During the calculation of translation gains and losses using temporal and current rate methods can anybody give me an insight into as why the temporal method starts with balance sheet and finds the related relation to income statement as opposed to current rate method that starts with the income statement and finds the relation to balance sheet? Why the opposite directions
I’m not sure that there’s a particular reason for one direction vs. the other; perhaps Greenman72 can shed some light on that.
Nevertheless, each method had to start somewhere, because, ultimately, one number will be forced at the end to make everything balance. Frankly, I suspect that they did it in opposite directions primarily to frustrate Level II CFA candidates.
My take is that this revolves around the fact that under the Temporal method, translation gains/losses flow to the Income Statement. So, from a practical perspective, to calculate the IS impact, you need to derive the change in Retained Earnings first.
My understanding of the theory behind translation gains/losses flowing through the IS is that monetary assets and liabilities denominated in the foreign currency will generate translation gains/losses that will be realized in the near term (and therefore reflected in the IS).
Under Temporal Method , parent company’s currency is the functional currency i.e the company that controls the primary economic environment, so it has to bears the losses as well as the gains resulting from the currency movement relative to the subsidiary operating in foreign country. As such traslation starts off with balance sheet and through retained earnings , any translation loss/gain is posted in the IS. With current method, the primary economic environment and functional currency of parent and subsidiary being different i.e the foreign country’s , income statement items are translated first and cumulative translation adjustments make their way on the balance sheet , (basically a plug and chug). Overall , the only change in IS under current method is b/c items translated at current rate. are negatively exposed to currency movements when foreign currency is depreciating.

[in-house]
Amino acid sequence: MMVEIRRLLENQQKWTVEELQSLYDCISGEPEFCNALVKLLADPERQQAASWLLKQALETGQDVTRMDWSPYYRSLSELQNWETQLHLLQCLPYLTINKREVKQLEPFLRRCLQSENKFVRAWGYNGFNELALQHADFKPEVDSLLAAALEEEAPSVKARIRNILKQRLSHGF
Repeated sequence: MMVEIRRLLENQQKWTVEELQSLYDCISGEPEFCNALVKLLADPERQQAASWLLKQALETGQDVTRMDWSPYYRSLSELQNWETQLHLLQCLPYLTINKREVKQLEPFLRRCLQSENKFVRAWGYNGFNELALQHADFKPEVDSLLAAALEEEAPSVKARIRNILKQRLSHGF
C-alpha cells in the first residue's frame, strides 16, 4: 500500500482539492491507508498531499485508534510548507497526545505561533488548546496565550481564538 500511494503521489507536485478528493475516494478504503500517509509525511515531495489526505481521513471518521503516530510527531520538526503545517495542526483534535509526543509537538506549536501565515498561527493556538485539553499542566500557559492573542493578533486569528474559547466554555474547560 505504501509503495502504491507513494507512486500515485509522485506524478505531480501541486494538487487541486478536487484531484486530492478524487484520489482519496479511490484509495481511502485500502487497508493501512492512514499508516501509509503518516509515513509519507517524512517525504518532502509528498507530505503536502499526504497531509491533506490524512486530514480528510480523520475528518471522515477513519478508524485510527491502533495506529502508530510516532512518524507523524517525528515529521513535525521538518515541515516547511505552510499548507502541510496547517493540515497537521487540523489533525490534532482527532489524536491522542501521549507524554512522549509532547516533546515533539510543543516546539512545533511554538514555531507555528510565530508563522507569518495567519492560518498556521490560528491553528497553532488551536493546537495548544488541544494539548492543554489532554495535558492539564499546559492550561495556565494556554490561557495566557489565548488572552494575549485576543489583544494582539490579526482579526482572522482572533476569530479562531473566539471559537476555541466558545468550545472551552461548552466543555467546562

I was pondering this question this afternoon because I was scheduled to meet with a Level II candidate for tutoring this evening. I came up with this:
If the functional currency is different from the presentation currency, then the subsidiary is essentially acting autonomously; i.e., not under the control or influence of the parent. The parent doesn’t take responsibility for the subsidiary’s decisions, and the subsidiary only occasionally (i.e., yearly) passes information along to the parent so that the parent can present their financial statements. Thus, the information is translated using the current method: the parent only gets to see how the subsidiary looks at the moment the information is reported. Furthermore, the parent isn’t responsible for translation gains/losses as it is nothing more than a reporting conduit; thus, they start with the income statement (on which they do not show a gain/loss), then move to the balance sheet; the gain/loss is included in OCI but is not part of the parent’s income.
If the functional currency is different from the local currency, then the parent is taking full responsibility for the actions of the subsidiary; as soon as the subsidiary engages in any transaction, the parent owns it. Thus, the information is remeasured using the temporal method: the parent treats all transactions as if it had done them itself, at the time they occurred. Furthermore, the parent takes responsibility for any foreign currency gains/losses; thus, they start with the balance sheet, then move to the income statement; the gain/loss in included in the income statement as part of the parent’s income.
(It seems reasonable to me, anyway.)
Yeah that makes for a strong argument according to me.